Trauma-informed care is a relatively recent development in the treatment field. It has as primary goals accurate identification of trauma and related symptoms, training all staff to be aware of the impact of trauma, minimizing retraumatization, and a fundamental “do no harm” approach that is sensitive to how institutions may inadvertently reenact traumatic dynamics (Harris & Fallot, 2001; Hodes, 2006).

Prisons are challenging settings for trauma-informed care. Prisons are designed to house perpetrators, not victims. Inmates arrive shackled and are crammed into overcrowded housing units; lights are on all night, loud speakers blare without warning and privacy is severely limited. Security staff is focused on maintaining order and must assume each inmate is potentially violent. The correctional environment is full of unavoidable triggers, such as pat downs and strip searches, frequent discipline from authority figures, and restricted movement. (Owens, Wells, Pollock, Muscat & Torres, 2008). This is likely to increase trauma-related behaviors and symptoms that can be difficult for prison staff to manage (Covington, 2008).

Yet, if trauma-informed principles are introduced, all staff can play a major role in minimizing triggers, stabilizing offenders, reducing critical incidents, de-escalating situations, and avoiding restraint, seclusion or other measures that may repeat aspects of past abuse (Blanch, 2003; CMHS, 2005). In addition to general trauma-informed principles, clinical staff can provide trauma-specific therapies—actual counseling models and curricula that are designed to promote trauma recovery. There is recognition that staff and inmate relationships are the day-to-day fabric of both trauma recovery and of re-traumatization. Clinical interventions for inmates need to be relevant to the environment, culture and relationships that incarcerated trauma survivors must navigate on a daily basis. The most successful interventions in prisons have goals that are congruent with the primary duties of correctional staff: public safety, safety of inmates in custody, rehabilitation and staff and institutional security.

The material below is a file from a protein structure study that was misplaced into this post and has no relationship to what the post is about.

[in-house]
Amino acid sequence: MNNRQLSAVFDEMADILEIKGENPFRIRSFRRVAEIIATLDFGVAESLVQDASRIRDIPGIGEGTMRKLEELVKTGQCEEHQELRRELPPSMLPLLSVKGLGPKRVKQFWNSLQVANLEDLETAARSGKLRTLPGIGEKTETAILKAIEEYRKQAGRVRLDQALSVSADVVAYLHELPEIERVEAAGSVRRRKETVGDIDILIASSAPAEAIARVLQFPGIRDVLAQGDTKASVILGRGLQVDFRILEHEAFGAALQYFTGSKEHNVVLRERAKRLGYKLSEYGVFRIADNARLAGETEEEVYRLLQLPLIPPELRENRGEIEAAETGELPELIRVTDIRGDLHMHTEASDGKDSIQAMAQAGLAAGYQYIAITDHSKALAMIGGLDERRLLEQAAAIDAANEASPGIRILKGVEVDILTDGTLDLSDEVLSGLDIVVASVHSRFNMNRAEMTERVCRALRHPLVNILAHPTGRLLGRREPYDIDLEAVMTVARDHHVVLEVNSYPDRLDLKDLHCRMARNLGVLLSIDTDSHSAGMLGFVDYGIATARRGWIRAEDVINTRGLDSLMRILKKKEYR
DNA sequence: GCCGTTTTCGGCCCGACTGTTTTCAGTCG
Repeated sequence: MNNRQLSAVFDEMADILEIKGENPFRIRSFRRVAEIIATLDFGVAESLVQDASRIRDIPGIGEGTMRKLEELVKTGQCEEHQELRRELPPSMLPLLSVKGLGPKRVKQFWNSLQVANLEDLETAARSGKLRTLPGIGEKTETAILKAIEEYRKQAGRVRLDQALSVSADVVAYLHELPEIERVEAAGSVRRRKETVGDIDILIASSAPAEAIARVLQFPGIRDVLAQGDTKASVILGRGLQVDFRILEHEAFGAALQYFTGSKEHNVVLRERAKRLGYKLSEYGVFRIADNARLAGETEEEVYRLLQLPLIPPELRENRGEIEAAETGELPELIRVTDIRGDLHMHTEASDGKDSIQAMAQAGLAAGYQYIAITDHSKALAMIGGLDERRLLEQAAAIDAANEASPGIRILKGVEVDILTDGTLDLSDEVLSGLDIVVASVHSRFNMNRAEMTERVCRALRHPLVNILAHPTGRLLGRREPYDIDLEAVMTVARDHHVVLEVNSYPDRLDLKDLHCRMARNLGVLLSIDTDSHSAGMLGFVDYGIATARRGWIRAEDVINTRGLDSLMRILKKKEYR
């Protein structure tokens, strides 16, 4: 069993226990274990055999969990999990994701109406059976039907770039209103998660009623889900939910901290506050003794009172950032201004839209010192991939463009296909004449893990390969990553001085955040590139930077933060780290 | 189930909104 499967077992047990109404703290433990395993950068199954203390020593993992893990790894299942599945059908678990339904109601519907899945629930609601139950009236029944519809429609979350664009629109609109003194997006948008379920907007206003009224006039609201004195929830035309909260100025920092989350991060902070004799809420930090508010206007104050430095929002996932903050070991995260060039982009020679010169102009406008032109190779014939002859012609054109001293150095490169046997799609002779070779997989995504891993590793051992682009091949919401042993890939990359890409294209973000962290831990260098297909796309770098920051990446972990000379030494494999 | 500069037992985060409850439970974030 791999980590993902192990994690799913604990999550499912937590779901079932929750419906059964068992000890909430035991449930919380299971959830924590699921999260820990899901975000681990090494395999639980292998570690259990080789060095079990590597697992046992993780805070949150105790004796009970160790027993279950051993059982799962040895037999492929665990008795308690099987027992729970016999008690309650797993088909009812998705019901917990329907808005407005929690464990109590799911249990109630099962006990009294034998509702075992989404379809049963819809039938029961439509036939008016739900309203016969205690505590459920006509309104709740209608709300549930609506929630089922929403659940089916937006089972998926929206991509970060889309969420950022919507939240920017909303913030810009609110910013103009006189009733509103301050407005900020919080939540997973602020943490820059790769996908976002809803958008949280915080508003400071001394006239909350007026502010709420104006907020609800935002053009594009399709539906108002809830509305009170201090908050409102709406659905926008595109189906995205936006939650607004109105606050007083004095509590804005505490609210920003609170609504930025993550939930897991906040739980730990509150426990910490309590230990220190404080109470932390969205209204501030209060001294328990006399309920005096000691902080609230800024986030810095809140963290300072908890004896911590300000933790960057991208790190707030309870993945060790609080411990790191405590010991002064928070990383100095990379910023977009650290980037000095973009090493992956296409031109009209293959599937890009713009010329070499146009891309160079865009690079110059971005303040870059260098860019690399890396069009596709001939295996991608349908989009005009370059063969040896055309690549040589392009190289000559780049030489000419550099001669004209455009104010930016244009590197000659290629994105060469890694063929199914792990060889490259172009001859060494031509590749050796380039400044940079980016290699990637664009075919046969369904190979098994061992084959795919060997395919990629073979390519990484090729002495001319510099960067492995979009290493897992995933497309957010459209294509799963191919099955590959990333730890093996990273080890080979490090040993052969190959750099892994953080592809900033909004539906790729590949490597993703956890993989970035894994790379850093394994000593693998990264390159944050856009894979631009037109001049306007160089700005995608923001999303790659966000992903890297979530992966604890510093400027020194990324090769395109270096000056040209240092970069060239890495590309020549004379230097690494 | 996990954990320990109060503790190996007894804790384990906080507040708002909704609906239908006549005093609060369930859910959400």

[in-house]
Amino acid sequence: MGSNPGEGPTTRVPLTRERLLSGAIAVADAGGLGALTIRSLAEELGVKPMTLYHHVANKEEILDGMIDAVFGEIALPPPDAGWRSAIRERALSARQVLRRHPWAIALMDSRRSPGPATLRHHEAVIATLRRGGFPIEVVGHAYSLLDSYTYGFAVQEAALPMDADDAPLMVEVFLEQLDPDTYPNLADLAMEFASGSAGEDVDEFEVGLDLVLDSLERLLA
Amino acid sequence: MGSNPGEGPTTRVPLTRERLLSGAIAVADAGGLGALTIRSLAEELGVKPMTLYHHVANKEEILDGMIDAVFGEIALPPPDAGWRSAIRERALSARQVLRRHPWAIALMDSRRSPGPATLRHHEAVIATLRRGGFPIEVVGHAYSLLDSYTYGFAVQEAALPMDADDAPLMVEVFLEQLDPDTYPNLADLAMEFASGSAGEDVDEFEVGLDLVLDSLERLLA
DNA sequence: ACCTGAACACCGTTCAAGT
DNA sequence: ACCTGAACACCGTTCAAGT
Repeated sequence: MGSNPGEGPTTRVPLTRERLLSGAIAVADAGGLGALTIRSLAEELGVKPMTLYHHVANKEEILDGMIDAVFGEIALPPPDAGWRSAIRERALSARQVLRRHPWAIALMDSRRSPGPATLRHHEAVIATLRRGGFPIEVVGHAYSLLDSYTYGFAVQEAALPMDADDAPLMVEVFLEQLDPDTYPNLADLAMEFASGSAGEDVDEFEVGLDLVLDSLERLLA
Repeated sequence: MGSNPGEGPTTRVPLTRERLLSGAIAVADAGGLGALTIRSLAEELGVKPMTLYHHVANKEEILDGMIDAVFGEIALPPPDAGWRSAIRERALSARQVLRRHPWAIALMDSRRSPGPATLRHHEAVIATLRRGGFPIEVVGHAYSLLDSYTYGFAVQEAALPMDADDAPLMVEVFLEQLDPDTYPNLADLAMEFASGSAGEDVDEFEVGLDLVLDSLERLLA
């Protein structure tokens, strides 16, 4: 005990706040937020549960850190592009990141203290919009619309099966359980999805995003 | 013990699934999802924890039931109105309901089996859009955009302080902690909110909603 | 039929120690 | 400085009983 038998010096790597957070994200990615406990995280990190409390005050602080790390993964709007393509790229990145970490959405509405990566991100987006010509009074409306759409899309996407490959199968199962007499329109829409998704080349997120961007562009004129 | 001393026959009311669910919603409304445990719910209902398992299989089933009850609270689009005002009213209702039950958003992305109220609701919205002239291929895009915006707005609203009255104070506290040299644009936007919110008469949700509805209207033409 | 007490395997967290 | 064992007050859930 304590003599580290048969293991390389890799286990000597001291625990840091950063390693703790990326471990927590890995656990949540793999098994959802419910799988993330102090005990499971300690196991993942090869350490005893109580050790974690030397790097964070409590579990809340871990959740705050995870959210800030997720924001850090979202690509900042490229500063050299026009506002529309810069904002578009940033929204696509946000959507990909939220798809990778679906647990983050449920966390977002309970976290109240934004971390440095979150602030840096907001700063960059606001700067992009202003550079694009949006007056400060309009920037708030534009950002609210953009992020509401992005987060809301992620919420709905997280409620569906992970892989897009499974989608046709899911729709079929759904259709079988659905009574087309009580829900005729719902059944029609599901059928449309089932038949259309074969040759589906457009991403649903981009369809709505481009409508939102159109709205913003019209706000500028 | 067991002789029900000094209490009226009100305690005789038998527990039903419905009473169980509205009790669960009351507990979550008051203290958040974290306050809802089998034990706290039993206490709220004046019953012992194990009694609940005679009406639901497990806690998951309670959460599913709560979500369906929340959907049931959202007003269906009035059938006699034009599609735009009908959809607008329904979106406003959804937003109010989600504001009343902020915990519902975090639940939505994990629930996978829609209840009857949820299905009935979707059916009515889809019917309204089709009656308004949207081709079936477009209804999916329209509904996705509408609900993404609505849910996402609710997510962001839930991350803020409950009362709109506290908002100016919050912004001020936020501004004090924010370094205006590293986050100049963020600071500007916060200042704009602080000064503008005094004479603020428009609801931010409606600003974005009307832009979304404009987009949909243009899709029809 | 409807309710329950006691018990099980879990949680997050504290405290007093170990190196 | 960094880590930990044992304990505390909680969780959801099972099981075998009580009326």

This article discusses the centrality of trauma in the lives of inmates and explores components of what we will call trauma-informed correctional care (TICC). TICC is the adaptation of trauma-informed care for correctional settings in particular, which have their own unique challenges, strengths, culture, and needs. We will address a variety of themes related to TICC, including institutional and personal safety, staff training, cultural change and relevant clinical approaches. We also focus on gender differences in relation to both trauma and criminal justice.